A leading Hispanic Republican in Texas says he has decided to vote for Democratic presidential nominee Hillary Clinton.
Lionel Sosa, a veteran ad maker from San Antonio, told The Texas Tribune on Monday he will cast his ballot for Clinton to send a “clear statement” against Republican nominee Donald Trump’s candidacy.
“I want to make sure that I do everything I can to see that Trump doesn’t get elected,” said Sosa, who has worked for Ronald Reagan and George W. Bush. “I’m doing this because I don’t think he’s a good representative of the Republican Party. It’s not the Republican Party I know.”
Sosa announced in June that he was leaving the GOP over Trump, writing in a San Antonio Express-News op-ed that Trump’s divisive candidacy left him with no choice. Two months later, Sosa joined the campaign of Libertarian nominee Gary Johnson, though Sosa said Monday that move did not amount to a strong enough rebuke of Trump.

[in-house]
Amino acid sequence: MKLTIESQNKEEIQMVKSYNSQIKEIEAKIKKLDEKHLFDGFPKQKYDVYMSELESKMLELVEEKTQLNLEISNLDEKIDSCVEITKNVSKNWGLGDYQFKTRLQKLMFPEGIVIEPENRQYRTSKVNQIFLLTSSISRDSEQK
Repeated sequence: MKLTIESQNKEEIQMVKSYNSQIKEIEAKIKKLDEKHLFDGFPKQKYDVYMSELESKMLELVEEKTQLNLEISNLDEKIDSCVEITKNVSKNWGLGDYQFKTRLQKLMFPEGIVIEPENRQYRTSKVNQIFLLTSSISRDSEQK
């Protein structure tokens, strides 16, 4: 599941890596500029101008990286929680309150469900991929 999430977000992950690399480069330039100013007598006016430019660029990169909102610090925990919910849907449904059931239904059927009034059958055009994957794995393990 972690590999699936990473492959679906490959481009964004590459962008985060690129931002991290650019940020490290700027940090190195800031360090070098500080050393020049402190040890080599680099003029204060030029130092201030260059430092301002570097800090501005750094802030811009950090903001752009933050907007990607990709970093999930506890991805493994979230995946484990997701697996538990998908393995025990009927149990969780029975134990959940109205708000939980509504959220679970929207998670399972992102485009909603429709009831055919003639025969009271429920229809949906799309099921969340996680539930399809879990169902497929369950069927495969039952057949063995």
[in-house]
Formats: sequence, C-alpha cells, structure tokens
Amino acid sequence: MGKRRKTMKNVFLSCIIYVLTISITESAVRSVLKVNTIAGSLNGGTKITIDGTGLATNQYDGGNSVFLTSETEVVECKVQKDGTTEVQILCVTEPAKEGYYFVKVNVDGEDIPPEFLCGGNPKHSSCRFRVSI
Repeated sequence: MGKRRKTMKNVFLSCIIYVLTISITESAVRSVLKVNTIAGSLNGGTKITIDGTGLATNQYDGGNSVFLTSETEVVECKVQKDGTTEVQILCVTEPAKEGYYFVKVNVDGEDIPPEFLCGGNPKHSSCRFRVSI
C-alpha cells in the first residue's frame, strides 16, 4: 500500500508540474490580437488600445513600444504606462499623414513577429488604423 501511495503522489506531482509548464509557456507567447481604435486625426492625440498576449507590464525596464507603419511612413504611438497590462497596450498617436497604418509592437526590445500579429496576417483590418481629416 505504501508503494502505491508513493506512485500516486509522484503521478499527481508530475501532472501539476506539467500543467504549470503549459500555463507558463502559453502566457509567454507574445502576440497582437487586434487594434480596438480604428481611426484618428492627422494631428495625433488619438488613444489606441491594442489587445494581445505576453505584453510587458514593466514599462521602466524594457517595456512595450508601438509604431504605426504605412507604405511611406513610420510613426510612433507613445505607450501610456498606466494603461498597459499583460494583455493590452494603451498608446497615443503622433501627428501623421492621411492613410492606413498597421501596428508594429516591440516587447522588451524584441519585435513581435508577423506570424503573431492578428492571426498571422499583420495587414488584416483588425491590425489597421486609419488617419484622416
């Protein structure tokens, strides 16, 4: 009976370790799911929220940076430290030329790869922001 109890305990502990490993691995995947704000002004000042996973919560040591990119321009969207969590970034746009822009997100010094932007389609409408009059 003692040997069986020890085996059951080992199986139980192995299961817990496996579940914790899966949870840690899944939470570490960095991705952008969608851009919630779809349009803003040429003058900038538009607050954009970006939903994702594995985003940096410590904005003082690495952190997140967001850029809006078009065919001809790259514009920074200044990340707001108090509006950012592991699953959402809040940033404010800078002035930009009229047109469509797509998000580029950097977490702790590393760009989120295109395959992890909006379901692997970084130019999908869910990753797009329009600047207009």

“If I vote for Gary Johnson, it’s not enough of a statement,” said Sosa, who had been helping Johnson on a volunteer basis. “I must make a statement that Donald Trump cannot win.”
Sosa’s decision to vote for Clinton comes as the presidential race looks unusually tight in reliably red Texas. She has trailed Trump by 4 points or less in the last three public polls released in the Lone Star State.
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With the impeachment inquiry leveling up this month as public hearings begin, and with an election that might actually be the end of Donald Trump now less than a year away, the campaign to let Trump's Republican allies — even the most villainous offenders — move on and pretend this never happened is already underway.
This article first appeared in Salon.
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With wildfires raging across California on Wednesday—and with portions of the state living under an unprecedented "Extreme Red Flag Warning" issued by the National Weather Service due to the severe conditions—some climate experts are openly wondering if this kind of harrowing "new normal" brought on by the climate crisis could make vast regions of the country entirely uninhabitable.
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At the outset of the segment, Fox Business Network anchor Neil Cavuto said that the announcement is "effectively saying the president has given himself this contract."